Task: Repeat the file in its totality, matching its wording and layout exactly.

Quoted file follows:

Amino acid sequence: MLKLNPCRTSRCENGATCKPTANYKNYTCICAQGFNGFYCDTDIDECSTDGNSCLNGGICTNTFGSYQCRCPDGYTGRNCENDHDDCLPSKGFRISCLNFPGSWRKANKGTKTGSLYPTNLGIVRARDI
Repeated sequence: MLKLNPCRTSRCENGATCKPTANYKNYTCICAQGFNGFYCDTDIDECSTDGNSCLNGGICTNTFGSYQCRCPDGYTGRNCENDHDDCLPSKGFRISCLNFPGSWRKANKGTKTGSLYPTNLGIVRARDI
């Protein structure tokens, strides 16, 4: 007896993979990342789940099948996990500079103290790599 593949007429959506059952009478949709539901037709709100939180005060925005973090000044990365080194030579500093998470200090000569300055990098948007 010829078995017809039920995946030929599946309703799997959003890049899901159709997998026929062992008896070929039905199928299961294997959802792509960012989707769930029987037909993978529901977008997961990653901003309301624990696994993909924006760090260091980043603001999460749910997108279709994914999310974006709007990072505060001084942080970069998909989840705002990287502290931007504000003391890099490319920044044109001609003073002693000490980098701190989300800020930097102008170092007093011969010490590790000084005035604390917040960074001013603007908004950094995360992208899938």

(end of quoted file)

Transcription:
Amino acid sequence: MLKLNPCRTSRCENGATCKPTANYKNYTCICAQGFNGFYCDTDIDECSTDGNSCLNGGICTNTFGSYQCRCPDGYTGRNCENDHDDCLPSKGFRISCLNFPGSWRKANKGTKTGSLYPTNLGIVRARDI
Repeated sequence: MLKLNPCRTSRCENGATCKPTANYKNYTCICAQGFNGFYCDTDIDECSTDGNSCLNGGICTNTFGSYQCRCPDGYTGRNCENDHDDCLPSKGFRISCLNFPGSWRKANKGTKTGSLYPTNLGIVRARDI
């Protein structure tokens, strides 16, 4: 007896993979990342789940099948996990500079103290790599 593949007429959506059952009478949709539901037709709100939180005060925005973090000044990365080194030579500093998470200090000569300055990098948007 010829078995017809039920995946030929599946309703799997959003890049899901159709997998026929062992008896070929039905199928299961294997959802792509960012989707769930029987037909993978529901977008997961990653901003309301624990696994993909924006760090260091980043603001999460749910997108279709994914999310974006709007990072505060001084942080970069998909989840705002990287502290931007504000003391890099490319920044044109001609003073002693000490980098701190989300800020930097102008170092007093011969010490590790000084005035604390917040960074001013603007908004950094995360992208899938």